Differentiation also provides us competitive advantage as our greatest strength is technological excellence and innovation, through which we can provide excellent options to the customers. The young earning generation of India is quiet brand savvy and has a taste for international brands with our unique models we can attract them more than the traditional designs and brands.
9) Marketing Mix Decisions
Volkswagen India used to target niche segment only when it entered the market but now after understanding the market of India we have started focusing on lower segment cars also. But by launching only two models in this segment won’t help as other competitors like Maruti and Tata have several models. Product volume should also be increased as lengthy waiting periods will make us loose customers.
We need to boost our product development and production process in order to sustain in India.
Our niche segment cars are doing well enough but technological advancements like hybrid technology should also be placed in the market to compete with premium segment players like Toyota and Honda who have already launched their hybrid versions. We should also keep on developing models with better fuel efficiency as fuel price hike is a major issue in India and pushes customers to go for substitutes like two wheelers and public tranports.
After sales services should be enhanced like providing longer term of warranty and better car servicing facilities as it helps in building customer loyalty.
Volkswagen India is breaking its “pricey” image and is emerging as a value for money brand in all segments. We have slashed our production prices by manufacturing cars for Indian market locally but we should increase the volume also for the popular models in order to further slash price and remain profitable.
We have our own financing services which provides car loan to our customer at attractive rates but we can further attract customers by providing them festive discounts as sales are very high during festivals in India.
We can also provide bonuses like referral and loyalty bonus to ensure repeat customers.
Volkswagen is expanding its distributor channel at very fast pace and this is very important in a country like India which is geographically very large.
Currently we are targeting only metro and major cities but we need to expand our channel in moderately developed cities too, as we are launching products for budget, compact and mid-size segments and these cities can increase our sales numbers effectively.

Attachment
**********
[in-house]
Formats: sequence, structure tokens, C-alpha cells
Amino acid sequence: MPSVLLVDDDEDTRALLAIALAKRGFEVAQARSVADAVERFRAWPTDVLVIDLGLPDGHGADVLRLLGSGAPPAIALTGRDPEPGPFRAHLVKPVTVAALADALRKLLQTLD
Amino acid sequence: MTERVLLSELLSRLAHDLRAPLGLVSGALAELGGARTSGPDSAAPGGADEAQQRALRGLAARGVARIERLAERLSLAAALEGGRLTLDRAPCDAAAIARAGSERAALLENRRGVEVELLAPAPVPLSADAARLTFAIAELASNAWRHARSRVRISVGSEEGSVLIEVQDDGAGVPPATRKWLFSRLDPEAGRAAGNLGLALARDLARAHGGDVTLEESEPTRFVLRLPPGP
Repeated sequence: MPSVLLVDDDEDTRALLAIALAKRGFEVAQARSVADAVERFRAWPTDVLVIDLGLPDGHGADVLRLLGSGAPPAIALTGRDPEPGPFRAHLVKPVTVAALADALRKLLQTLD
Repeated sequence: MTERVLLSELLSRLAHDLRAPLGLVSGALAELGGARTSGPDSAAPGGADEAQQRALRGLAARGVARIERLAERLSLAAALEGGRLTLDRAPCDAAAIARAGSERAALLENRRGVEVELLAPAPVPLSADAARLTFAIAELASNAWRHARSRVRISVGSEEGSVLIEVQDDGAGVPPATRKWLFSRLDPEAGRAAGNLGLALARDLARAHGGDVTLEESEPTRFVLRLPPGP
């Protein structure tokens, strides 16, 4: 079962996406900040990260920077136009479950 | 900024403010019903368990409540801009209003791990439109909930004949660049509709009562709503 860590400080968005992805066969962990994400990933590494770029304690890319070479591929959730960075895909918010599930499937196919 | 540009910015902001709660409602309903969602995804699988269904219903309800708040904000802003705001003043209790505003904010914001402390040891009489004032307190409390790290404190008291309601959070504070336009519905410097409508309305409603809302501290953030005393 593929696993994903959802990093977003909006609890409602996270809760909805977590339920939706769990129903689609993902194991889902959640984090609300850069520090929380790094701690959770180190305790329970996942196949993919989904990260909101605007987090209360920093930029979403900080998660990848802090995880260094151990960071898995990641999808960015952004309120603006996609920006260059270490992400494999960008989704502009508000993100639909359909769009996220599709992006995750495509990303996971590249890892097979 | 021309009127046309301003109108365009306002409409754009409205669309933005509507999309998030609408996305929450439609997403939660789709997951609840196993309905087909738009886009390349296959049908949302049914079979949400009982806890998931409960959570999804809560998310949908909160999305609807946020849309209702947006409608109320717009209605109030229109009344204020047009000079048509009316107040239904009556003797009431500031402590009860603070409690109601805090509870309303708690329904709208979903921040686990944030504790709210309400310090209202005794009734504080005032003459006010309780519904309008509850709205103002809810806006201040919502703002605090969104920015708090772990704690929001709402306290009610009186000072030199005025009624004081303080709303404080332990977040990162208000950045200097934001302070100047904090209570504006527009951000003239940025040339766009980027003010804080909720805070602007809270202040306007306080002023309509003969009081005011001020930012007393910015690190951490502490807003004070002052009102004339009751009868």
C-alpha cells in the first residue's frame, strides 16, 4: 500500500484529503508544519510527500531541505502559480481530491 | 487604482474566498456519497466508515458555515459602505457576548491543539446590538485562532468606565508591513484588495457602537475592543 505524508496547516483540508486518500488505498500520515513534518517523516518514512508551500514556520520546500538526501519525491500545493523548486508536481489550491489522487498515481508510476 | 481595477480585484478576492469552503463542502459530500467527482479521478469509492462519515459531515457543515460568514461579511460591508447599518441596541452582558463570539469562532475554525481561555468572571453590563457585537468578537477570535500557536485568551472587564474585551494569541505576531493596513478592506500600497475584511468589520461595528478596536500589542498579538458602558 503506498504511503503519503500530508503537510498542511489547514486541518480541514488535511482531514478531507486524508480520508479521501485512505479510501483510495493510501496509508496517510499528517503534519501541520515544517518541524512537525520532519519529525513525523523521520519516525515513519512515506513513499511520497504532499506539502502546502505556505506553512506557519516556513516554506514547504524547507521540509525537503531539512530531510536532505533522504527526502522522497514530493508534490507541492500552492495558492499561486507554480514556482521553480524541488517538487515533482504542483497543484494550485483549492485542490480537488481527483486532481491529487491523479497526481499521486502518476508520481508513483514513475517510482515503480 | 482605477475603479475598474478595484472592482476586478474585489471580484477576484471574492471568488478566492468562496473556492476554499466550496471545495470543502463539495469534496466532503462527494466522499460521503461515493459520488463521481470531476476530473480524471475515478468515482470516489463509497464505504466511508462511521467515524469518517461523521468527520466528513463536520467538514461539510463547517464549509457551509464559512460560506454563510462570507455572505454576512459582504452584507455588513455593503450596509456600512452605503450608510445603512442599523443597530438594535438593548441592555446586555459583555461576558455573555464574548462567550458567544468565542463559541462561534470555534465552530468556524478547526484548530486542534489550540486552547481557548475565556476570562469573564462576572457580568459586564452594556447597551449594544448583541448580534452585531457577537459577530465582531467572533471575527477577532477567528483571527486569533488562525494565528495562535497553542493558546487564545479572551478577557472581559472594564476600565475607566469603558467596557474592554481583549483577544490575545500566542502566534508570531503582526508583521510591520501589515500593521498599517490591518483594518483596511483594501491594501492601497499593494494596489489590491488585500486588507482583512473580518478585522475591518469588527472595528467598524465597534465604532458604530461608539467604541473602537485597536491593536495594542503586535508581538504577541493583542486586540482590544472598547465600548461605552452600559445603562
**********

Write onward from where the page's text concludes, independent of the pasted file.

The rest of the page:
We should also advice our dealership for expanding their service station so that customers doesn’t have to wait for days to get their car serviced.
Volkswagen has started promoting its brands and model via an integrated 360 degree approach which comprises of print, electronic, digital and out of home medias.
But we need to be more rigorous on promotions as various other car promotions are going on all the year round on all types of medias.
We can also sign contracts with celebrities to endorse our products as celebrity endorsing works well in India.
More promotion events should be organized at shopping malls with some light contests for the audiences in order to bring enthusiasm for the brand.
We should also market our financial services for car loans along with the product as our attractive financing offers are not so well known and can be a great tool in attracting young customers who generally look for financing cars.
We have been organizing and sponsoring a golf tournament for past three years and a racing tournament this year for promotion, but as golf and racing are niche segment sports therefore the promotion finds limited audiences.
We should also sponsor and/or organize tournaments for cricket, hockey etc. which have very wide viewing audience and are popular in all classes’ audience.
(Source: Various Readings, Self-Created)
Volkswagen should practice a mix of the following budgeting methods:
Objective and Task method
Using this method we will be able to correlate advertising expenditures to overall marketing objectives which is important to ensure that spending is focused on business goals.
Competitive Parity method
This will help us to compare our spending with competitors so that we can outperform them in promotion and advertising practices.
Anyhow it should not exceed 30% of the total revenue.
Budget Percentage (%)
11) Organization, Implementation and Control
The whole environment analysis shows that there is lots of competition in the Indian auto market. Apart from extending our product line for every segment and providing better after sales support we need to focus on marketing and promoting our Brand(S).
For this we need role and accountability model which provides specific tasks to specific people. Marketing department should work side by side with the sales department in order to improve their plans and objectives.
The above model is an example of how we can distribute responsibilities and whom are we answerable to, about our performance.
Measures of control can be sales performances, marketing expenditures and customer satisfaction reviews and surveys. Analyzing these improvements in the plan can be made.